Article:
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Crash in Thailand, at least 88 dead

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At this rate, not all that safe when it comes to certain countries... we are seeing a really nasty rash of crashes lately from "Third World" airlines.

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>At this rate, not all that safe when it comes to certain>countries... we are seeing a really nasty rash of crashes>lately from "Third World" airlines. I wouldn't call Thailand or Brazil "Third World". Besides, it wasn't long ago that we were seeing "a rash" of accidents in our "first world" countries.Dave F.

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A very sad day indeed.After a career of 40 years in aircraft maintenance there is absolutely no way I will fly on a budget airline. Roger

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Interesting thread, Dave.Despite the "budget airlines" comments, it seems that weather and human error may have been the major factors. There is no evidence that the airline was a factor at all. If these pilots had been flying for a different airline, it is still entirely possible that the crash would have occured. It is always interesting how people often jump to the conclusion that shoddy maintenance or a pilot's nationality caused a crash, while ignoring more obvious factors.- Martin

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Hi Martin,My referrence to "budget" airline has nothing to do with either nationality nor maintenance (in this particular incident). My question is simple. Why did the pilot attempt a landing even though the tower was reportedly warning of very high gusting winds. What employer pressures was the pilot under to make the landing. How well trained was the pilot in bad weather landings. This is where the "budget" tag is aimed.It's very easy to write off the incidents as pilot error, bad weather, poor ATC or whatever.I don't buy that argument.The underlying cause is possibly the cost cutting that MUST take place if a budget airline is to make a profit for it's shareholdes. Simple economics. The cheaper the airfare the greater the cost cutting and ergo the greater the risk.Just my thoghts on "budget" airlines. Not worth the risk IMHO.Roger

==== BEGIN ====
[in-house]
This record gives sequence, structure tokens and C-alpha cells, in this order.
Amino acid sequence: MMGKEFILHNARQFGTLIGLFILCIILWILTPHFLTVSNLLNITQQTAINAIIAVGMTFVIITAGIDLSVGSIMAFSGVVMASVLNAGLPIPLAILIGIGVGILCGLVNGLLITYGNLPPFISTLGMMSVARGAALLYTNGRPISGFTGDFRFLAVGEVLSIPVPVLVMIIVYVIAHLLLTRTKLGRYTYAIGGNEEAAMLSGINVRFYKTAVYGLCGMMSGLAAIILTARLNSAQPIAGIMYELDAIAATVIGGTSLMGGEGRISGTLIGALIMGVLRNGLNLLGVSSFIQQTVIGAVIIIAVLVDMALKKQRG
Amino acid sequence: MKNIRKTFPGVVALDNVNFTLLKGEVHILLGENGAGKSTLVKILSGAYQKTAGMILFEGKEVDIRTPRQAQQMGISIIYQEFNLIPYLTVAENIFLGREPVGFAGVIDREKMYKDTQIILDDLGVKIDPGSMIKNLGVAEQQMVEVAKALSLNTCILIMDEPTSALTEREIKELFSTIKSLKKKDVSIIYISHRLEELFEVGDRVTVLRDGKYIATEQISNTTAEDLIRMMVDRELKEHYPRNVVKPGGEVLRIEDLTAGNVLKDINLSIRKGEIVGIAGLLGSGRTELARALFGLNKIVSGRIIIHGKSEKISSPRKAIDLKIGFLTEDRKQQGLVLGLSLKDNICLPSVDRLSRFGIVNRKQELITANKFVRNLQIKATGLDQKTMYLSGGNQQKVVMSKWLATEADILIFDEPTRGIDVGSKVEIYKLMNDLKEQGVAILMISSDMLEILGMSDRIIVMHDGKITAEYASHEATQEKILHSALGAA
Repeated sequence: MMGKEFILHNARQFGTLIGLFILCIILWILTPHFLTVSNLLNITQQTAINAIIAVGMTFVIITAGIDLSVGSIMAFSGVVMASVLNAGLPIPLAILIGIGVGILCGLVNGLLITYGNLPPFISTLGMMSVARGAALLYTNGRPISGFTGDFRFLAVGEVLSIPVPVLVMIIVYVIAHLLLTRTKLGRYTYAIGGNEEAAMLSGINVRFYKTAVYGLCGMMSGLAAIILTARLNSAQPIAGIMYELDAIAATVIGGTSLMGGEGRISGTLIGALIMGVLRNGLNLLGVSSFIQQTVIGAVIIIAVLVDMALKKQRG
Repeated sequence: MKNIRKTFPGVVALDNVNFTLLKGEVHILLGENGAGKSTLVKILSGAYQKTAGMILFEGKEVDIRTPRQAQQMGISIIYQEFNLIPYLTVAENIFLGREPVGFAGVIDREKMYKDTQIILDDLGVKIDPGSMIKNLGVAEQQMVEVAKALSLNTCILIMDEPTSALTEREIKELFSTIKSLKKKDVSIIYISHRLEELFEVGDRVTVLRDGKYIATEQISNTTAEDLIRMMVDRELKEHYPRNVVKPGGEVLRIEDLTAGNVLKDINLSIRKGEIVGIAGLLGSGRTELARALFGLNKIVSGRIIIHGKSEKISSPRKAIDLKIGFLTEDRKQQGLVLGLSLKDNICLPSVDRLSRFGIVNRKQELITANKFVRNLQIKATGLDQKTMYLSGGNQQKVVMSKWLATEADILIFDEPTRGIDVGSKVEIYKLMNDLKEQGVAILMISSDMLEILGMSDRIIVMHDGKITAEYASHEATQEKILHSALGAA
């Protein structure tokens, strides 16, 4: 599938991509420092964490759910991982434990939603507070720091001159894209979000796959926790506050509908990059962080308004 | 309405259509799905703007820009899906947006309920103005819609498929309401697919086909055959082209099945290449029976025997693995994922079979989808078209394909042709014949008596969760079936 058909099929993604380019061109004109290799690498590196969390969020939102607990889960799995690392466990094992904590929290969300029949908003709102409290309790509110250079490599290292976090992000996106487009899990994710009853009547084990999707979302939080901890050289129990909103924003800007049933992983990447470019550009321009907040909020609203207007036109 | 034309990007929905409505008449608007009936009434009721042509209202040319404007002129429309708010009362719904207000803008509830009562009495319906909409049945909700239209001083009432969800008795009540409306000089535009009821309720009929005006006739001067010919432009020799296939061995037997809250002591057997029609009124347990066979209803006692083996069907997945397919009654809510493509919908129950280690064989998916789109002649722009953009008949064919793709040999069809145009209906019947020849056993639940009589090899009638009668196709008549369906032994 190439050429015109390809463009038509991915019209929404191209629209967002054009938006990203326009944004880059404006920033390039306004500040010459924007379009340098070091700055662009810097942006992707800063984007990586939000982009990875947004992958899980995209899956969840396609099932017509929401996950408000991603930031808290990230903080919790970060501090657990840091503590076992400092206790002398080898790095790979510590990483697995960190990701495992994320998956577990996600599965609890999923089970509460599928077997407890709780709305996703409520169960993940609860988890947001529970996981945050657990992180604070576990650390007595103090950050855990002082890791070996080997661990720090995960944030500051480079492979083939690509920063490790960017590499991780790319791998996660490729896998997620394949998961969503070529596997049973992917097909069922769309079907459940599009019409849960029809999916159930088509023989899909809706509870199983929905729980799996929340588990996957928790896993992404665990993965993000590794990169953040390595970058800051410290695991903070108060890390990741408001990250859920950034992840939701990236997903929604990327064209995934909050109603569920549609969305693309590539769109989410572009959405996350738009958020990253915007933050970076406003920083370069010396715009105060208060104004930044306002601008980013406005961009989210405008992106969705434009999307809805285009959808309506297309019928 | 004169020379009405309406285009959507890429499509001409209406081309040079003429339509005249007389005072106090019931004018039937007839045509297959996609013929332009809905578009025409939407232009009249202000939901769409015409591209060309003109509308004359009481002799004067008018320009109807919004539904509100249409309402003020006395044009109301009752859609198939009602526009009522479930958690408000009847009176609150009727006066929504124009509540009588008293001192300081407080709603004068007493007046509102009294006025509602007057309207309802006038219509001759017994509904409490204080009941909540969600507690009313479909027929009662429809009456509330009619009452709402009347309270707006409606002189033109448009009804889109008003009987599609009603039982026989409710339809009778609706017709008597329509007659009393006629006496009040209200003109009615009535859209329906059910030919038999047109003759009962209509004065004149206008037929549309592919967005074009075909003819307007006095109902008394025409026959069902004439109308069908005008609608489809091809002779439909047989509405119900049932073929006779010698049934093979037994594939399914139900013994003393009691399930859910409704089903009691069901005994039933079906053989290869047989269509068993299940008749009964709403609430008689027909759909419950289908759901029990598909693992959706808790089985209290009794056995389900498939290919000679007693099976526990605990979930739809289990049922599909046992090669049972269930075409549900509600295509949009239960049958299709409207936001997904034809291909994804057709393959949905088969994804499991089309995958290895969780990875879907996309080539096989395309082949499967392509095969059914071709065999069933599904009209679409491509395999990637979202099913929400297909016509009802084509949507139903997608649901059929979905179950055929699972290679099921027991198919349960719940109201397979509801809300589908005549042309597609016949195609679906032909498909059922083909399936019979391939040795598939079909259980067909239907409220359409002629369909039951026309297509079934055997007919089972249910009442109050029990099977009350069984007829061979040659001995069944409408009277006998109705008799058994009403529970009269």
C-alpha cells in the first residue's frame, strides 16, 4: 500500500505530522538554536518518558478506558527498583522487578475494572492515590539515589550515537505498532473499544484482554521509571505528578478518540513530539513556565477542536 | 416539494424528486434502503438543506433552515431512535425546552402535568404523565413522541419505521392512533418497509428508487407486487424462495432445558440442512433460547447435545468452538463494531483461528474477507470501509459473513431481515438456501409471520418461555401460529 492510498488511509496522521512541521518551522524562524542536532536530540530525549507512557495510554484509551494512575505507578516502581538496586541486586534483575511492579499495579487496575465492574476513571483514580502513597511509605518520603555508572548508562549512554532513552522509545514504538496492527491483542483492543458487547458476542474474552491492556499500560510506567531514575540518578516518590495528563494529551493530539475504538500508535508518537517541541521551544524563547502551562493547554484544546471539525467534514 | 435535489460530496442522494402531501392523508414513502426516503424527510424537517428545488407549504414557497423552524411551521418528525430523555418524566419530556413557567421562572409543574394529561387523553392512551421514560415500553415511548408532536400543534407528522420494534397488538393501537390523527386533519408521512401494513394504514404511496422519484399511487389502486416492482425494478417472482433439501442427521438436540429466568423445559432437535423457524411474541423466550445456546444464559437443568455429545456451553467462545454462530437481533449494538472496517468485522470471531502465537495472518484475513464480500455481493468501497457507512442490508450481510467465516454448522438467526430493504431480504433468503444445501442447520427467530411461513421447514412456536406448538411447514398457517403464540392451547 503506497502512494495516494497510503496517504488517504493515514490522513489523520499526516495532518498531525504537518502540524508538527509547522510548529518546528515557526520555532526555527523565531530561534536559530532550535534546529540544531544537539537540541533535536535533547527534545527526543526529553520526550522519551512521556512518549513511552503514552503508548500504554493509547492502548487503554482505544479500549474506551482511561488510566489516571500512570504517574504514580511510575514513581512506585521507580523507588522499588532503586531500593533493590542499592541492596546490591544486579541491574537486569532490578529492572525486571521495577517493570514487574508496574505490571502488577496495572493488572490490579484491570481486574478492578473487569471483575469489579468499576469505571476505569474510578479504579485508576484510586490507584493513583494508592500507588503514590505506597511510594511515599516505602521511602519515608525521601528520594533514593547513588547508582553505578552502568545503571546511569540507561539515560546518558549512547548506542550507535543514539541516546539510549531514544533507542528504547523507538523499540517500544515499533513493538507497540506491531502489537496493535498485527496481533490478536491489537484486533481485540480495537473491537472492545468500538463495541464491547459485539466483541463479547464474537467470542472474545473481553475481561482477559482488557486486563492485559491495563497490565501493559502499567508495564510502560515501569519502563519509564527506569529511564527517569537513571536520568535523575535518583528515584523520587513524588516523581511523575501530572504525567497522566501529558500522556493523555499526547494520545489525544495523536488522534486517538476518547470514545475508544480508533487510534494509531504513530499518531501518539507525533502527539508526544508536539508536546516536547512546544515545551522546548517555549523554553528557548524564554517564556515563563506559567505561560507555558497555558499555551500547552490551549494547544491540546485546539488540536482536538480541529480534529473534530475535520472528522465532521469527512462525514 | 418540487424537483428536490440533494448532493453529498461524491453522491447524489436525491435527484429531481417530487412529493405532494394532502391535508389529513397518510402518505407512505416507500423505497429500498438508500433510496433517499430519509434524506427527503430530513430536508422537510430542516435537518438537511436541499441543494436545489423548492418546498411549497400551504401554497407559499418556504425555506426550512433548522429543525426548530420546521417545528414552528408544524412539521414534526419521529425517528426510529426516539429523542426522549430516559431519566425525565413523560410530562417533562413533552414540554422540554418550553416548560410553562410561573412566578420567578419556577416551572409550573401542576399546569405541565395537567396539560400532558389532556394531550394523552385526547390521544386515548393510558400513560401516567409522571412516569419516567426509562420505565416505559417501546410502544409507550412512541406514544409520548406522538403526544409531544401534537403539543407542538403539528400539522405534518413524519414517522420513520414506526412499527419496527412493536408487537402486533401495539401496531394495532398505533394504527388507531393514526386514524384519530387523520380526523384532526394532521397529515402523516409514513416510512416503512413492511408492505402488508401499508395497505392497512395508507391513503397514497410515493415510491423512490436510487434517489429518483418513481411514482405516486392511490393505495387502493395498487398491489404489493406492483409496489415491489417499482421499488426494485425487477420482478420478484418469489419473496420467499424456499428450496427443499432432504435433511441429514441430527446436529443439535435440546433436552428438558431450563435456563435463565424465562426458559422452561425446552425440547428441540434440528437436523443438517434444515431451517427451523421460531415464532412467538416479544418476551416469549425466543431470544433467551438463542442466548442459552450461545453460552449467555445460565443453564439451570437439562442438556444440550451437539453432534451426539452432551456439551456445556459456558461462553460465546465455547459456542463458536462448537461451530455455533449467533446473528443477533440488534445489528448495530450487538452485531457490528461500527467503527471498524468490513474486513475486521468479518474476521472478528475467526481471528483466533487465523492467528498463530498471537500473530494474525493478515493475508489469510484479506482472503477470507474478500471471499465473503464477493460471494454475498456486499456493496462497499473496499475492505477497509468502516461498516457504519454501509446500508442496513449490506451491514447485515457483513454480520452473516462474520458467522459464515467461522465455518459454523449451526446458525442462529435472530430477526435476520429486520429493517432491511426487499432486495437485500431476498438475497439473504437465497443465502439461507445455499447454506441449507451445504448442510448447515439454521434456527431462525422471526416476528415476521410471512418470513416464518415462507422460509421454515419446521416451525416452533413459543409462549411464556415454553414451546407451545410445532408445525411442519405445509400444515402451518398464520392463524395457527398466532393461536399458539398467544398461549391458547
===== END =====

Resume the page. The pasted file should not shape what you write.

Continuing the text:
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Firstly my condolences to all involved in any aircrash this past week.I think however most airlines pressure the pilots to 'get the job done' no matter what. Good and bad alike. Budget airlines must run close to the bones though in regards to safety, they have to cut costs somewhere.

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"Budget" airlines usually mean "budget" paychecks for the employees. This, over time, can lead to very poor and hostile working conditions within the company. This can lead to a decrease in caring for the company, which leads to carelessness, which leads to accidents.I'm not suggesting that this was the case here, but history has proven that an unhappy work force will always make more mistakes than a happy one.John